Canada's Teflon Leader Finds Criticism Sticking
TORONTO — AFTER a two-year stint in which he could do no wrong, Canadian leader Jean Chretien seems suddenly unable to do anything right.
The Canadian prime minister has enjoyed perhaps the longest political honeymoon of any recent Western leader. But lately Mr. Chretien has found his popularity sliding as an increasingly restive public questions his leadership after a close call in Quebec's referendum on secession.
Many Canadians now want to know what specific steps he will take to keep the country together. Since the Oct. 30 vote, they haven't heard anything they like.
"I think people are growing very anxious about Chretien's federal government and its capacity to prevent [Canada's] breakup," says Conrad Winn, a pollster with COMPAS, Inc. "There's anxiety over what Ottawa can do to fix things quickly."
Public approval of Chretien's Liberal Party fell from 71 percent a year ago to 58 percent in September, according to the Angus Reid Group. And since the referendum, Liberal support has fallen to 51 percent, according to a Dec. 13 Gallup poll. Some say a further drop is likely.
That is a drastic shift in public perceptions for a prime minister who 12 months before the referendum enjoyed popularity not seen since former Prime Minister John Diefenbaker in the early 1960s. The shift has come in sync with verbal poundings from opposition politicians and fresh digs from columnists and other pundits.
This sort of criticism used to slide off Chretien, but it is now beginning to stick. The public blames him for underestimating the separatists and for shifting his emphasis away from fixing the economy to fixing Quebec's status within Canada. That was not always a priority for him.
Elected in October 1993 with a strong majority, Chretien succeeded by keeping his legislative efforts focused on job training, job creation, and deficit cutting. Until the referendum, he had promised not to bring up the "c-word" - constitutional change.
He understood that Canadians detest the interminable debate after two failed attempts in the 1980s at constitutional renewal to meet Quebec demands. But he has been sucked into the Quebec vortex.
During the referendum campaign, Chretien broke that key promise. The c-word was uttered in the week before the vote, when Chretien and federalist forces, according to some observers, panicked. At two rallies in Quebec, Chretien promised Quebeckers constitutional change even though the Canadian public had not given him a mandate for it.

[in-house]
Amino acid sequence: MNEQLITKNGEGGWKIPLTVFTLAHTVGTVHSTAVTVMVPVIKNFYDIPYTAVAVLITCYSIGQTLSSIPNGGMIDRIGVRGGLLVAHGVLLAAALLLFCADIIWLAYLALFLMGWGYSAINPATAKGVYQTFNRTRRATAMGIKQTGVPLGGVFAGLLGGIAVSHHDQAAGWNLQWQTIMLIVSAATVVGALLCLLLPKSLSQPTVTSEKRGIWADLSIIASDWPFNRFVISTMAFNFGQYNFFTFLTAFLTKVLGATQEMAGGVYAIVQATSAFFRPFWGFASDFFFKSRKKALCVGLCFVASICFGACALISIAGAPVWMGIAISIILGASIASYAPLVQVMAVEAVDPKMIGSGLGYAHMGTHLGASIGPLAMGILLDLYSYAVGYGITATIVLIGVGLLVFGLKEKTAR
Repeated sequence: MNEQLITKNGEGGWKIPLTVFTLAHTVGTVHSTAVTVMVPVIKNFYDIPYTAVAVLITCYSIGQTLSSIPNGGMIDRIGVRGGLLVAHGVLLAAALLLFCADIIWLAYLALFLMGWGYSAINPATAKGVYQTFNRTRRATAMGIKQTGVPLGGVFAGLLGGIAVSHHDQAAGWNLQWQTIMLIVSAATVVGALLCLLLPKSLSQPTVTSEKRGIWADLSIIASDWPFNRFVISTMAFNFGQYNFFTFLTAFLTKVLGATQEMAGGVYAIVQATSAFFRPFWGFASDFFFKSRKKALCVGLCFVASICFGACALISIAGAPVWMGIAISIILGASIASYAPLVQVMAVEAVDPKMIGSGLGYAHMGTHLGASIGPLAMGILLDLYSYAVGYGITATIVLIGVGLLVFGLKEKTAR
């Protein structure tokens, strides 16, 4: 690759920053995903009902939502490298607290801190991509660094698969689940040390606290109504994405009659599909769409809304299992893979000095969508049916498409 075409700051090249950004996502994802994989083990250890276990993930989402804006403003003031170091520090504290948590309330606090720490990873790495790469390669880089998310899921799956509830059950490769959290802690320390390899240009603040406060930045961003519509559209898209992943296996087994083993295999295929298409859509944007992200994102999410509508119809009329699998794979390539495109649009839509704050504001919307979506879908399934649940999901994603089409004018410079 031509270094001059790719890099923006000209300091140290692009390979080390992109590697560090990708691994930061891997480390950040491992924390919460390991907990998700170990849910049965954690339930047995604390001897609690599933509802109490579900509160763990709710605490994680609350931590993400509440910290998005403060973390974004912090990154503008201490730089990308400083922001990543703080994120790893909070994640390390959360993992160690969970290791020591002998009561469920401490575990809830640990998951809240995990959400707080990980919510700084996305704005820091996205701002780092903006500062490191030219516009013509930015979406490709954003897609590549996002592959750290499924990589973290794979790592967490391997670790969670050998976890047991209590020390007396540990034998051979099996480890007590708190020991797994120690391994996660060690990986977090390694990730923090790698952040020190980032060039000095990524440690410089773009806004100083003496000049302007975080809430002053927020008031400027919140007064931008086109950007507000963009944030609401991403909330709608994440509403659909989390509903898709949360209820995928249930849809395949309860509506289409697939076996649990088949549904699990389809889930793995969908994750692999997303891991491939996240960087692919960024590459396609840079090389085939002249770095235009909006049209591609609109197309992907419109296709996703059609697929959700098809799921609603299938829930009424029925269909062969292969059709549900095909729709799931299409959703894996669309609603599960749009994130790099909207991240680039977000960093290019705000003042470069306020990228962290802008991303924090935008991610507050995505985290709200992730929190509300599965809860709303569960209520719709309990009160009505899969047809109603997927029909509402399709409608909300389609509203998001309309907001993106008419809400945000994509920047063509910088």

Since the vote, he hastily put together legislation recognizing Quebec as a "distinct society" and granting it a constitutional veto. That move has been widely derided in Quebec.
Far from winning points with his unity plan, Chretien's usually sure-footed political sense of English Canada slipped when he lumped British Columbia and Alberta together in a shared constitutional veto. The move had those premiers howling and Chretien backpedaling. A revised version gives British Columbia its own veto. But the damage was done.
"It is clear that the referendum wounded him politically," says Reginald Whitaker, a political scientist at York University in Toronto. "But where Chretien has really gone off the rails is ... in understanding English Canada."
The close referendum vote has emboldened the separatists under Lucien Bouchard, who has promised another referendum in a year or two. Still, Chretien, a native Quebecker himself, has refused to go much beyond his unity plan to outline a new aggressive game plan to deal with the next referendum.
Reform Party leader Preston Manning has grown so frustrated at the government's lack of specifics in response to his questions that he last week offered a motion to have Chretien essentially impeached for allegedly undermining the Constitution.
Yet there really are no political alternatives to the prime minister, whose opponents are fragmented. The official opposition in Parliament is the Bloc Quebecois, the Quebec separatist party founded by Mr. Bouchard. Mr. Manning's Reform Party aspires to be the opposition party, but has no representation in Quebec or the Atlantic provinces.
Even inside Chretien's own party, there are no obvious replacements. Frustration, however, is growing.
Chretien's weakening public support is unlikely to affect foreign policy or trade, given his strong majority in parliament. But it will make it harder to push through difficult deficit cuts that slash Canadians' much-loved social safety net. And it will make it less likely Chretien can rally public support for changes that will appease Quebec and avert a crisis during the next referendum.
"He's highly vulnerable," says Dr. Winn, the pollster. "But he's not in [immediate] trouble simply because there are no other options."